Substrate preparation: Waterproofing likes clean surfaces.

There are a wide array of sheet and fluid-applied waterproofing materials available to protect structures, yet even the best of these will not perform adequately without proper surface preparation. Contractors face many challenges in preparing substrates, such as walls with protruding rebar that need to be waterproofed. It is difficult enough to waterproof a conventional wall substrate that doesn’t have steel reinforcement. Yet to ensure waterproofing systems perform as needed requires that clean surfaces, which is why substrate preparation is important. 

Follow these below steps so that you are giving the membrane the best chance of forming a tight seal to the substrate.

  • Clean all concrete surfaces so they are free from all forms of scale, laitance, dust, mold, form oils, wax and curing agents as well as any material that can impact the bonding of the waterproofing membrane to the substrate. Cleaning can be done via mechanical means (such as compressed air, sweeping, abrasive cleaning or high-pressure water jetting) or using chemicals to remove materials such as oil or dirt.
  • Grind down any surfaces that are rough. Having a substrate with a smooth surface helps ensure there is a tight seal between the substrate and the waterproofing membrane. 
  • Remove surface defects. This involves:
    • Using tools that will not damage adjacent areas
    • Using material such as dry pack Portland mortar that are compatible with the concrete substrate
    • Using a bonding agent to provide better adhesion of the repair material to the concrete
    • Wet curing the area within the first 24 hours after making repairs

Addressing Common Substrate Defects

Holes/ voids  1. Clean out all dust, dirt and loose stones etc.
2. Plaster back to original profile using non-shrink grout or a sand/ cement/ polymer mix. 
Clean using brush, broom or vacuum cleaner. 
1. "V" out to a minimum depth of 25 mm. 
2. Remove all loose debris from affected area. 
3. Plaster back to original profile using non-shrink grout or specified patch repair plaster.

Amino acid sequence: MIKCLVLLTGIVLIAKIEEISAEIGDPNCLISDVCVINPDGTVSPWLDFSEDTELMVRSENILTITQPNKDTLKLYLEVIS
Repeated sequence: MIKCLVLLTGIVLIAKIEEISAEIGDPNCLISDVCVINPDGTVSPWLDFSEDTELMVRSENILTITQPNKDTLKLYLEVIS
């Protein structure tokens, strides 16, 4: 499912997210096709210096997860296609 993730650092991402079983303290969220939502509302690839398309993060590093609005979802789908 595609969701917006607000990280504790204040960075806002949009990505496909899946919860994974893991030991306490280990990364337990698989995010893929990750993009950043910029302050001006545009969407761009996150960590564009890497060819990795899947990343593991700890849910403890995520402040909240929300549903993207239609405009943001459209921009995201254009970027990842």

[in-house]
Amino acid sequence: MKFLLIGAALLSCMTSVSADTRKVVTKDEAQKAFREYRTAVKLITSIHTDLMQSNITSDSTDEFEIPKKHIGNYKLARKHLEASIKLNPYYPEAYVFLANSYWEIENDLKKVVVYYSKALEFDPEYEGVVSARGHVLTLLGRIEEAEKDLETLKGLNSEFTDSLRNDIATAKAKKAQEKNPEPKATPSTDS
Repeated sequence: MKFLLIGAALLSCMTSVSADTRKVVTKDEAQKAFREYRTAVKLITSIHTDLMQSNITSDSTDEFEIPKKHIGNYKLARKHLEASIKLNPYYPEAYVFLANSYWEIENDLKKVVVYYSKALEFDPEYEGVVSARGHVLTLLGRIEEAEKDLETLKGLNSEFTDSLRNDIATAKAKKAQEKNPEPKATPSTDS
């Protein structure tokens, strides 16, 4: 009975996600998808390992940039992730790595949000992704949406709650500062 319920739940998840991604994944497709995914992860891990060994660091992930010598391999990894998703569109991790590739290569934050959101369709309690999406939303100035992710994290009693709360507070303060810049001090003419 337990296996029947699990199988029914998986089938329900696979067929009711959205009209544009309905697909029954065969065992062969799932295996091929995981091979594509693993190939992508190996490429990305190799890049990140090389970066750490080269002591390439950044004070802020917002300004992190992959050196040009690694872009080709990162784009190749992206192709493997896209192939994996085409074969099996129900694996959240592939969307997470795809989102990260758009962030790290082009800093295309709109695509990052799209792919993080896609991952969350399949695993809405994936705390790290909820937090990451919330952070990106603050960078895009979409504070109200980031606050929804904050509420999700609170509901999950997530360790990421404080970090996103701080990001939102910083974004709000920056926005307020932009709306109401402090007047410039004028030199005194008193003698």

"V" using a hammer and chisel or a mechanical hacker. 
Mixing of patching compounds using drill & mixing attachment and mixing bucket. 
Honeycomb areas  1. Hack back to sound concrete. 
2. Plaster back to original profile using non-shrink grout or recommended repair plaster. 
Hack using a hammer and chisel or a mechanical hacker. 
Mixing of patching compounds using drill & mixing attachment and mixing bucket. 
Rough surfaces  1. Grind to a smoother profile.
2. Apply sand/ cement screed over affected area.
3. Apply recommended layer of plaster topping over affected area. 
Grind using electrical grinder or concrete grinder. Apply screed using a steel float and finish off with a wood float. 
Sharp protrusions  1. Grind off. Grind using electrical grinder.
Sharp external corners  1. Grind off to a smooth radius. Grind using electrical grinder.
Dirt/ oil grease 
loose plaster etc 
1. Remove with a high pressure water jet.  
Internal corners and around penetrations  1. Apply a sand/ cement fillet or as specified by manufacturer, to all internal corners and penetrations.
2. Alternatively, install reinforcement at these areas. 
For mixing small quantities of sand/ cement plaster, patching compounds etc., use diamond point trowels. For constructing coves and fillets, use margin & coving trowels.
Brick surfaces  1. Proper pointing to the joints. 
2. Apply cement sand render to the height of the upturn or to specified height of the waterproofing membrane.

Source: Building and Construction Authority

Waterproofing in damp conditions

It is preferable to apply waterproofing membranes under dry weather conditions. However, damp/wet surfaces are very common in basement walls and slabs, due to ground water presence. The deeper the basement, the more serious this issue.   

For heavily reinforced soil-retaining walls or diaphragm walls, substrate preparation can be particularly challenging. Wall surfaces tend to be very rough and uneven, with many voids and lots of rebar. These surfaces are often damp, and sometimes suffer from leaks and flowing water. For these difficult environments, AQUELLA® waterproofing is a fluid-applied system that waterproofs diaphragm walls and contiguous bored pile walls, which are common in tunnel and transit projects as well as deep basements in hospitals, museums and other commercial structures. Fortunately, these waterproofing membranes offer high performance, even amid damp substrate or a high humidity environment. 

No matter the waterproofing system being used, be sure to follow the manufacturer’s guidelines for substrate preparation prior to installation of the membrane. If you have any questions or concerns, ask the manufacturer for field support to help ensure that surface preparation and membrane installation are performed properly. 

Learn more about AQUELLA® waterproofing

  • Waterproofing